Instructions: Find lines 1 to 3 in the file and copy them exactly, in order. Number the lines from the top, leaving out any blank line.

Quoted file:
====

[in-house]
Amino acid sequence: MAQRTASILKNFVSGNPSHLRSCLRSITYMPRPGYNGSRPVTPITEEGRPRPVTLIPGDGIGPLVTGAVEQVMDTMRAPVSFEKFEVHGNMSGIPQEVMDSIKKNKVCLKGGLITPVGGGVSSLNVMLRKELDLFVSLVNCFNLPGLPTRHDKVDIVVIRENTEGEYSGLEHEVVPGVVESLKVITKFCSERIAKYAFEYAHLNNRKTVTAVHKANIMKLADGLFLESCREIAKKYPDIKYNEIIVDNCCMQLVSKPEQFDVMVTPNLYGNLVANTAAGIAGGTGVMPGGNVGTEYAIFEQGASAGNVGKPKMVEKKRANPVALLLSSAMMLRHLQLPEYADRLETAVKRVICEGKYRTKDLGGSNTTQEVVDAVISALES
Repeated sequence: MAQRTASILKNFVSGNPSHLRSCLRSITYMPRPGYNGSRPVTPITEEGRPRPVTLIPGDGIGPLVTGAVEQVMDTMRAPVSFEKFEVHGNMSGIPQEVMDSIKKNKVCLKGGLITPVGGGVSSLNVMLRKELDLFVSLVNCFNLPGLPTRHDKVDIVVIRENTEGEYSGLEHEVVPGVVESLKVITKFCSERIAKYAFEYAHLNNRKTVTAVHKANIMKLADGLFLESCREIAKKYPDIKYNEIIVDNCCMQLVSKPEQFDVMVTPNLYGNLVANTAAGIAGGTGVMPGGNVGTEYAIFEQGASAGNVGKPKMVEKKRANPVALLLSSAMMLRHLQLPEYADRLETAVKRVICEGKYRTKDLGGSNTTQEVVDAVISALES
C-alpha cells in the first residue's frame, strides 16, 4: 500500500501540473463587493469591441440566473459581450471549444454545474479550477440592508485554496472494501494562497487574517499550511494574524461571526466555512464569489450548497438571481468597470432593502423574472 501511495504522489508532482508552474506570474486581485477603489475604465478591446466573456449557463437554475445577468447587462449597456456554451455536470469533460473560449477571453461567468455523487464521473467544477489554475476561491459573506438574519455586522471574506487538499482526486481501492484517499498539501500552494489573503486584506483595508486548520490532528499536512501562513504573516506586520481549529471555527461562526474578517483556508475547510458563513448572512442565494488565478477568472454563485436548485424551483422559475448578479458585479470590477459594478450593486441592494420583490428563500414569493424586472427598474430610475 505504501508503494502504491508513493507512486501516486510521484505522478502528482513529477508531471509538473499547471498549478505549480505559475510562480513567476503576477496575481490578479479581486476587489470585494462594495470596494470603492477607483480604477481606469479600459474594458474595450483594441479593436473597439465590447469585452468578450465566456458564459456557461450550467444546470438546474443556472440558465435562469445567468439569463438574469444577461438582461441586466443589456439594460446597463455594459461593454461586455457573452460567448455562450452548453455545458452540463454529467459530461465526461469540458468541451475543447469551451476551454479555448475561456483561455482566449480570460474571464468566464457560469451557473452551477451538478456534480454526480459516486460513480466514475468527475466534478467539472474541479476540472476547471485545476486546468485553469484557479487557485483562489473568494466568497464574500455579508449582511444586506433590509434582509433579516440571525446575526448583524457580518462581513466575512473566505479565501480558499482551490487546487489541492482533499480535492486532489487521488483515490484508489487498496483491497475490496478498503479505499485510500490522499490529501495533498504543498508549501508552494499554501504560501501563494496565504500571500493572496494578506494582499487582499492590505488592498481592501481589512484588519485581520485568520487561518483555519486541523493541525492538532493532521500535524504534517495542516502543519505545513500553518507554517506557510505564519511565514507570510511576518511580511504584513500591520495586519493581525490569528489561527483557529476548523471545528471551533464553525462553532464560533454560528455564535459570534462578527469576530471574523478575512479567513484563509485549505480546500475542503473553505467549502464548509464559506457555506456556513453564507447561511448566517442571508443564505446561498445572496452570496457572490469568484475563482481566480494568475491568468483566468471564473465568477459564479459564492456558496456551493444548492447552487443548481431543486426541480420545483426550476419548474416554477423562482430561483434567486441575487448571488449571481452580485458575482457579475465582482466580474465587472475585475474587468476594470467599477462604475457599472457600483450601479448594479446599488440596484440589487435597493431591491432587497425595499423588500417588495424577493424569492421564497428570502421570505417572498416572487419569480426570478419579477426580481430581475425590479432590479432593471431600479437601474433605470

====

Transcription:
[in-house]
Amino acid sequence: MAQRTASILKNFVSGNPSHLRSCLRSITYMPRPGYNGSRPVTPITEEGRPRPVTLIPGDGIGPLVTGAVEQVMDTMRAPVSFEKFEVHGNMSGIPQEVMDSIKKNKVCLKGGLITPVGGGVSSLNVMLRKELDLFVSLVNCFNLPGLPTRHDKVDIVVIRENTEGEYSGLEHEVVPGVVESLKVITKFCSERIAKYAFEYAHLNNRKTVTAVHKANIMKLADGLFLESCREIAKKYPDIKYNEIIVDNCCMQLVSKPEQFDVMVTPNLYGNLVANTAAGIAGGTGVMPGGNVGTEYAIFEQGASAGNVGKPKMVEKKRANPVALLLSSAMMLRHLQLPEYADRLETAVKRVICEGKYRTKDLGGSNTTQEVVDAVISALES
Repeated sequence: MAQRTASILKNFVSGNPSHLRSCLRSITYMPRPGYNGSRPVTPITEEGRPRPVTLIPGDGIGPLVTGAVEQVMDTMRAPVSFEKFEVHGNMSGIPQEVMDSIKKNKVCLKGGLITPVGGGVSSLNVMLRKELDLFVSLVNCFNLPGLPTRHDKVDIVVIRENTEGEYSGLEHEVVPGVVESLKVITKFCSERIAKYAFEYAHLNNRKTVTAVHKANIMKLADGLFLESCREIAKKYPDIKYNEIIVDNCCMQLVSKPEQFDVMVTPNLYGNLVANTAAGIAGGTGVMPGGNVGTEYAIFEQGASAGNVGKPKMVEKKRANPVALLLSSAMMLRHLQLPEYADRLETAVKRVICEGKYRTKDLGGSNTTQEVVDAVISALES